Everyone wants a faster computer, but not everyone can afford to beef up the parts to make it that way. While upgrading the hardware is by far the best way to increase your computer’s speed, there are some things you can do to make it a little quicker without spending a dime or messing with the computer’s guts. Here are just a few ways to do that.
The primary culprit behind a slow computer is a program running that doesn’t need to be. Most of the time, a pre-assembled computer will come with a bunch of unnecessary junk that’s always running and taking up resources (“bloatware”). To get rid of this, and anything else that slows down the system, the best thing to do is uninstall the program completely if you’re sure that you won’t need it. The easiest way to do this is through the “Add/Remove Program” or “Uninstall a Program” feature in the Control Panel (it will be called something different, depending on which version of Windows you have). Hit the Start button, click Control Panel, and under the Programs heading, click on “Uninstall a program” or “Add/Remove Programs.” You’ll see a list of all the programs on your computer. Click on the one you don’t want, then click Uninstall, and follow the prompts from there to get rid of the program. You can repeat this process to remove multiple programs.
However, if you want to keep a program but just don’t want it running all the time and slowing down your computer, you’ll need to make some changes so that it doesn’t automatically start when you turn the computer on. To see a list of programs that start automatically, click on the Start button, and in the search box near the bottom, type “msconfig” (without quotes) and hit Enter. (Users with XP and older versions: Click the “Run” command in the start menu, then type “msconfig” in the box.) This will bring up the System Configuration box. Click on the “Startup” tab and you’ll see everything that starts automatically. Find the program you want to keep from running, and disable it. In Windows 7, uncheck the box next to the program; for earlier versions, click the program, and then click the Disable button. You can repeat this for as many programs as you’d like, but make sure they’re not system-essential programs. As a general rule, you should leave anything that says “Microsoft” alone. The next time you start up the computer, you should notice a significant decrease in the amount of time you have to wait before you can do anything, as well as improved speed overall.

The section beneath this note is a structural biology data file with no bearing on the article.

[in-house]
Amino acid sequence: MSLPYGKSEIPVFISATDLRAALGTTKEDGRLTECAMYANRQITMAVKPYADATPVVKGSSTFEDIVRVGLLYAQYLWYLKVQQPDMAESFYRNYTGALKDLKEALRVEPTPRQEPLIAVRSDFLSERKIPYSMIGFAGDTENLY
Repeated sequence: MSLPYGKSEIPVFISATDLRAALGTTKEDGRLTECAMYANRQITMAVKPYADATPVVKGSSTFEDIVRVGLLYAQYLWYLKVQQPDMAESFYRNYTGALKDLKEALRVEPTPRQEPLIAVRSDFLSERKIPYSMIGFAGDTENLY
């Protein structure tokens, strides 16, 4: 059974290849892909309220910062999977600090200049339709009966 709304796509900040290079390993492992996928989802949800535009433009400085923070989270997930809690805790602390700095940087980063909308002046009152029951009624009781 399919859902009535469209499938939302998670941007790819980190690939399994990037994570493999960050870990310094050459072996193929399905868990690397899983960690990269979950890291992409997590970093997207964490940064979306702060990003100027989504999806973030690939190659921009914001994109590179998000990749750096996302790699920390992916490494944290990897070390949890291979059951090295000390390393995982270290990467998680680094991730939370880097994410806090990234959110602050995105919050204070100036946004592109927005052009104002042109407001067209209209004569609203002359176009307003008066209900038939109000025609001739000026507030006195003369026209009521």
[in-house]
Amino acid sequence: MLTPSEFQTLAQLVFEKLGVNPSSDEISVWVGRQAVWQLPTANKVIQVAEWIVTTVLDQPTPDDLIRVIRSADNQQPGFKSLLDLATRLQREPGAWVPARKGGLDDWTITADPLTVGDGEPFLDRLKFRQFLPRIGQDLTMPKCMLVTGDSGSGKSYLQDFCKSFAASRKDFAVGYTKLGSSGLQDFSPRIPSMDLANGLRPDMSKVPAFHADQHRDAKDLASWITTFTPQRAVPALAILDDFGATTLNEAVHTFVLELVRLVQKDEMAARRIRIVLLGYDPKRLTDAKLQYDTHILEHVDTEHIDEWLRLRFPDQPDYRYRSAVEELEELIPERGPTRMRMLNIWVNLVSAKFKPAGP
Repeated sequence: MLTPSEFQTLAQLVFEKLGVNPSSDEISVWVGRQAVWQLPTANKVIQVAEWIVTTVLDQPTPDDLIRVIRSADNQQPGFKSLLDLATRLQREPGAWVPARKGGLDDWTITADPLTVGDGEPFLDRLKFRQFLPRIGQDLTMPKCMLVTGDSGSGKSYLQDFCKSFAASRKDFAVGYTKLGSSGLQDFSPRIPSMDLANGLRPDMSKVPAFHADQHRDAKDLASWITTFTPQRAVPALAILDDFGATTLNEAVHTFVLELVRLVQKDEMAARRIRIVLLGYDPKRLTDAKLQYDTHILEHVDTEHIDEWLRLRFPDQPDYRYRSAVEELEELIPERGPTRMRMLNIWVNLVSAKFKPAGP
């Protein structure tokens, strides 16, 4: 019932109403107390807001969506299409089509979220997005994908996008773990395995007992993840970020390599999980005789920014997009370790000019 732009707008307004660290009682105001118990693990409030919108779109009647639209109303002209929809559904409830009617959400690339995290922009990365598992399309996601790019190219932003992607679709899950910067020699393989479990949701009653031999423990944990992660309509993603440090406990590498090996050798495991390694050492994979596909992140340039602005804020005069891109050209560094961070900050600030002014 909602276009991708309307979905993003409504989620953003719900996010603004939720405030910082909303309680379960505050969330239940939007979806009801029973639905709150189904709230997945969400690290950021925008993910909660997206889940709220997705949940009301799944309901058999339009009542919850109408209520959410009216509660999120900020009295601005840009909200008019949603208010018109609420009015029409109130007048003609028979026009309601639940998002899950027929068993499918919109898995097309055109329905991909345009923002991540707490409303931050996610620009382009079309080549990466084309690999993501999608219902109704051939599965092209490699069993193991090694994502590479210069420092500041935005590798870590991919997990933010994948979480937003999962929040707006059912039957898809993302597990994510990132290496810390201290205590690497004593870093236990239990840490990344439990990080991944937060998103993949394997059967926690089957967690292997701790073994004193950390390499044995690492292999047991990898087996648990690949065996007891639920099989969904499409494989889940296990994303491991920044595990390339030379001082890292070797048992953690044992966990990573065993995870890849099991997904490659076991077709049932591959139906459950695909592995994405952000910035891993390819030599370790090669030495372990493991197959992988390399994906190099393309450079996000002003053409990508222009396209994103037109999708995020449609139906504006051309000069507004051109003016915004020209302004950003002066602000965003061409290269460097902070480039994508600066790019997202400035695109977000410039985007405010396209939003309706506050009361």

One small feature to check if you’re running Windows XP, Vista, or 7 on a laptop, is the power plan that your computer is set at. By default, Windows automatically sets it to the “Balanced” plan, which means that you get better battery life on a laptop since the system isn’t working so hard. However, if you’re using a desktop computer or have your laptop plugged in, you’re not concerned about battery life, so you can tell the system to run faster. Go to Start, then Control Panel, then Hardware and Sound. Click on “Power Options,” and you’ll see a screen that lists a few power plans. It’s probably set on “Balanced” already, so click the radio button next to “High performance” to switch to that plan. You’ll see faster speeds overall with no further changes needed.
Last of all, you should make sure that your computer isn’t running slowly because of a virus or other malicious software. There are hundreds of anti-virus programs out there, so if you don’t already have one, be sure to install one immediately and clean up your computer. Some of the most popular free programs include AVG, Avast, and the Microsoft Malicious Software Removal Tool. You can invest in a paid program like Norton or McAfee if it makes you feel better, but for the most part, there’s little difference between them and their free counterparts.